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One of the hardest things to learn as a musician is not only to recognize inspiration, but when to trust and follow it. Over a musically and so-cially consequential career, South African singer-songwriter and poet-activist Vusi Mahlasela has successfully followed his muse. That trust in his gift is at the root of his latest album, Guiding Star. Mahlasela wrote and recorded this album as he toured the globe. Bearing the influences of various music and voices from throughout the world, Guiding Star features guest appearances from Dave Matthews (Sower of Words), band leader and Allman Brothers guitarist Derek Trucks (Tib-idi Waka), Australian didgeridoo star Xavier Rudd (Chamber of Justice), singer-songwriter Jem (Everytime) and longtime friends and touring mates Ladysmith Black Mambazo (Heaven In My Heart"). Mahlasela also drew on the talents of numerous South African guests, including the leg-endary Black Moses Ngwenya of the Soul Brothers, the children's choir from the Agnes Chidi School in his home Township, Mamelodi, and the KCC Gospel, among many others. Born Vusi Sidney Mahlasela Ka Zwane in 1965 in Lady Selborne, South Africa, Mahlasela became enchanted by music at an early age, building his first guitar out of tin and fishing line. Reared in Mamelodi Township, a vibrant artist community where he still resides, he gravitated toward poetry and songwriting as a teen, eventually joining youth organizations protesting South Africa's separatist, white government. After the end of Apartheid, Vusi performed at Nelson Mandela's inaugura-tion in 1994, and is now an ambassador to Mandela's 46664 Foundation, a campaign to help raise Global awareness of Aids/ HIV. Having released a string of albums in South Africa, it wasn't until the debut in 2003 of the documentary film Amandla! A Revolution in Four-Part Harmony, a film that charts South Africans' longtime struggle for racial equality, that Americans first glimpsed and heard Mahlasela. Later that year, Ameri-cans did, with The Voice, a collection of the best songs from his catalog, all released for the first time in U.S. via the ATO Records label (co-owned by longtime fan and fellow South African Dave Matthews, who calls Mahlasela one of the most important influences of my life.).A single listen to Guiding Star, is all one needs to be assured that Mahlasela is a gifted performer. And with that gift comes responsibility, says Vusi: I know that I have something that is like a borrowed fire from God. And I have to use it in a very positive way.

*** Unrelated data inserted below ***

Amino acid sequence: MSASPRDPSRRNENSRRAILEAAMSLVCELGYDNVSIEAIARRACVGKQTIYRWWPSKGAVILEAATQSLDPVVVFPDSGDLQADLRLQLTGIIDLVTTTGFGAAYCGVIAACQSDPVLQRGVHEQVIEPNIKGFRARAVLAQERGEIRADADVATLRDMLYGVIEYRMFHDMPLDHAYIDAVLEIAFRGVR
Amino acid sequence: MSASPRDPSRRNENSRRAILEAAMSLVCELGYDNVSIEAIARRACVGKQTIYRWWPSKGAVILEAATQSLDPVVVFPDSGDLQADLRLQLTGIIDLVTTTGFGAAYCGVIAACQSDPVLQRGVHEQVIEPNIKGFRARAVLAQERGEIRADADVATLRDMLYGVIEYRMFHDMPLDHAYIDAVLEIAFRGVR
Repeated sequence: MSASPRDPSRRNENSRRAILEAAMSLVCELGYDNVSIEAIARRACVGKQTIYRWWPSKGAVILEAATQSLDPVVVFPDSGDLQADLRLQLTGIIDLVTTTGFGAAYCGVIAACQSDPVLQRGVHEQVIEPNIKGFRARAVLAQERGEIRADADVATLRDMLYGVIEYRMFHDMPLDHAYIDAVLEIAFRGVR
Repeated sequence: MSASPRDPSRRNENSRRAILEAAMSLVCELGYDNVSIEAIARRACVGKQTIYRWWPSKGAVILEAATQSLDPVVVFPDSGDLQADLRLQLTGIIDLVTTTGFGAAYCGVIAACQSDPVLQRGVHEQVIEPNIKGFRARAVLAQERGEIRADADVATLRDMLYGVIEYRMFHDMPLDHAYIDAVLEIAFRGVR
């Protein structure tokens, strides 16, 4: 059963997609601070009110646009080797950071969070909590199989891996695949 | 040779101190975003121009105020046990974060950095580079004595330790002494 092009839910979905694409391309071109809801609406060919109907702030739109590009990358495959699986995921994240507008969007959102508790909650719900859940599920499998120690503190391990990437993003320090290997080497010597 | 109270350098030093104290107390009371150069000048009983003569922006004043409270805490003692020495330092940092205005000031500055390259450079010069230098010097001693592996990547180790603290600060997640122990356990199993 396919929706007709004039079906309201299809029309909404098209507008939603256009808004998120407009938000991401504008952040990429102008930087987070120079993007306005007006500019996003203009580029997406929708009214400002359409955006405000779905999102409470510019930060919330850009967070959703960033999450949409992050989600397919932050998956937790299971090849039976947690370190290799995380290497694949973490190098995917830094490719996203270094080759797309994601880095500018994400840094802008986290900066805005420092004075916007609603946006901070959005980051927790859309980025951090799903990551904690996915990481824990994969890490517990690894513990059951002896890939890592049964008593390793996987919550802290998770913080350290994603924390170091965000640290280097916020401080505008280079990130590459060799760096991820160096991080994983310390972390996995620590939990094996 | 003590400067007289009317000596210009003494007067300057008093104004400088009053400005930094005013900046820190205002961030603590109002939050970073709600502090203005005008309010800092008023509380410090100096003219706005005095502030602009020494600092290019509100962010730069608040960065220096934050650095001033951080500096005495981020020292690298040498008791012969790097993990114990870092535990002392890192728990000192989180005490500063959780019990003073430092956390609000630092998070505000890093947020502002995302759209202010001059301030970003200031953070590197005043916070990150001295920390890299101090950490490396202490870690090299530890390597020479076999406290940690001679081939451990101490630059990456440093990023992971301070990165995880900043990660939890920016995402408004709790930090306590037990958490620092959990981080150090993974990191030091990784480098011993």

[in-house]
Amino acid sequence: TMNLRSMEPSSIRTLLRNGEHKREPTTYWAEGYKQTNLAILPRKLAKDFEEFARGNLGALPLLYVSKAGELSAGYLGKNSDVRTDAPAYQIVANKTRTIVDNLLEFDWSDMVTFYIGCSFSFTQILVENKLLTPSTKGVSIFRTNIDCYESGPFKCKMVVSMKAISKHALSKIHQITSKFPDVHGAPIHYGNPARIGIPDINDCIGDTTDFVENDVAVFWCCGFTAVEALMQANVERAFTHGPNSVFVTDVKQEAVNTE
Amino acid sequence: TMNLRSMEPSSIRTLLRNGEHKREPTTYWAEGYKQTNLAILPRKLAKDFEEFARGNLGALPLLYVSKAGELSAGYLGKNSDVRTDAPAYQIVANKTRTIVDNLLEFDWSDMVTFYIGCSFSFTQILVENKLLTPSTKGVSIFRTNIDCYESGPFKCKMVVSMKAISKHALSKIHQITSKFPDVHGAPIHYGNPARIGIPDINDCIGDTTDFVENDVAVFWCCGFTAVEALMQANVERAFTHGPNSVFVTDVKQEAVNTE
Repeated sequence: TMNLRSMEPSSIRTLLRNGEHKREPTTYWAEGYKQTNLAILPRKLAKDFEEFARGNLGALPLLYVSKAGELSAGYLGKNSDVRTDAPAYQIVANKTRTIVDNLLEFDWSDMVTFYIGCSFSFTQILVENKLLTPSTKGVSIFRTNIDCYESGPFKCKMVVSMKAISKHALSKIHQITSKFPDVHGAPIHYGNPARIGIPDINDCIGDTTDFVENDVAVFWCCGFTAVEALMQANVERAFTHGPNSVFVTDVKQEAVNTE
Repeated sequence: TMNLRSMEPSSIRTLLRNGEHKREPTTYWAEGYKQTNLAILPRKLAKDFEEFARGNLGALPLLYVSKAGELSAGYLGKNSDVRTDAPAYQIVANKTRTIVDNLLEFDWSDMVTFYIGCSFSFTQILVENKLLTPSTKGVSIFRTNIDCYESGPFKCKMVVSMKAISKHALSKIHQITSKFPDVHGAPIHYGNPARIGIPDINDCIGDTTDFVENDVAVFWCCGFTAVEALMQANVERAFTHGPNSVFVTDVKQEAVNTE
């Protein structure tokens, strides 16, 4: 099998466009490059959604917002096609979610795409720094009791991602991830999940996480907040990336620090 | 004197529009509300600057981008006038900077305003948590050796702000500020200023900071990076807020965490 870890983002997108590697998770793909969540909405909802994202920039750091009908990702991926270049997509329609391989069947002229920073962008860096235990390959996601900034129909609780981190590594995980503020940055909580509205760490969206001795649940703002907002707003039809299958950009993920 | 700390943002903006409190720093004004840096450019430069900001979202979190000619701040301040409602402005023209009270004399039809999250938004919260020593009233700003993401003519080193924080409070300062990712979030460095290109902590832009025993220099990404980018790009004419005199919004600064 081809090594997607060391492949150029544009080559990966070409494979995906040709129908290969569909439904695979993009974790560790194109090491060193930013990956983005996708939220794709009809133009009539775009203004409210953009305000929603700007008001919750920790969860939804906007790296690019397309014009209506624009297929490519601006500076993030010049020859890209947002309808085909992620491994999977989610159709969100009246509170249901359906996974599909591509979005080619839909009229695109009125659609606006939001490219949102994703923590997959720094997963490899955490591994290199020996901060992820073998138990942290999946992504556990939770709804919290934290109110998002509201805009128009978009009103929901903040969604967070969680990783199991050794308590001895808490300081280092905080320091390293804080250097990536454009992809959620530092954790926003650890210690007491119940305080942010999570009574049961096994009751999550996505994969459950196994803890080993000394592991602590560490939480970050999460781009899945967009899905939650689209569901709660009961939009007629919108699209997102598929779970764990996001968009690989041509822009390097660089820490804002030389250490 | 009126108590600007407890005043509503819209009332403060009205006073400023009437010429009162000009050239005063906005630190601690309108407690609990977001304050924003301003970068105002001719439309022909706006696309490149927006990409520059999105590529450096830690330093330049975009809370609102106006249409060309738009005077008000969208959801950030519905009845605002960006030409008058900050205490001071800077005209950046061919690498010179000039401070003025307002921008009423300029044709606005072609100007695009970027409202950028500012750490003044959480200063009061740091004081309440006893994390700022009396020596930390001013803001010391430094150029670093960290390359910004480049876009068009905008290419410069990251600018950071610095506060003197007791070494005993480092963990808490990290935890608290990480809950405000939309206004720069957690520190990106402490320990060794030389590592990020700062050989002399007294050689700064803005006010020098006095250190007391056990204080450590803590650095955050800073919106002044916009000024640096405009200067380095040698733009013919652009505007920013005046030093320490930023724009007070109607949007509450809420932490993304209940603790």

Vusi Mahlasela was born in 1965 and grew up in the Mamelodi township outside Pretoria, South Africa. He assembled his first guitars from discarded cooking-oil cans with wire strings, but his talent was so overwhelming that the novelist Nadine Gordimer arranged for the boy's formal music education. By the 1980s, his unrelenting courage in the face of government oppression became a factor in the downfall of apartheid. Often described as a folk singer, his music is indeed deeply rooted in Zulu traditions like mbube (a cappella vocals) and mbaqanga (township pop), but there are also touches of jazz (the local variety and from the USA), reggae, and plenty of judiciously applied Western mainstream quotes. For album number six, his second for Dave Matthews's ATO label, the dulcet-voiced singer-activist has brought on an impressive roster of guest stars. Matthews himself appears on track seven, "Sower of Words," and bows gracefully to Mahlasela's vision, as do, each in their own turn, Jem, Derek Trucks, Xavier Rudd, and--not surprisingly--Ladysmith Black Mambazo. Despite the high-octane sitters-in, a preponderance of English-language lyrics, and slick production values, the bandleader's guitar and voice remain the central focus of the mix, and thus the project succeeds brilliantly. Hit pick: a raucously sloppy, engagingly silly cover of Miriam Makeba's "Pata Pata." --Christina Roden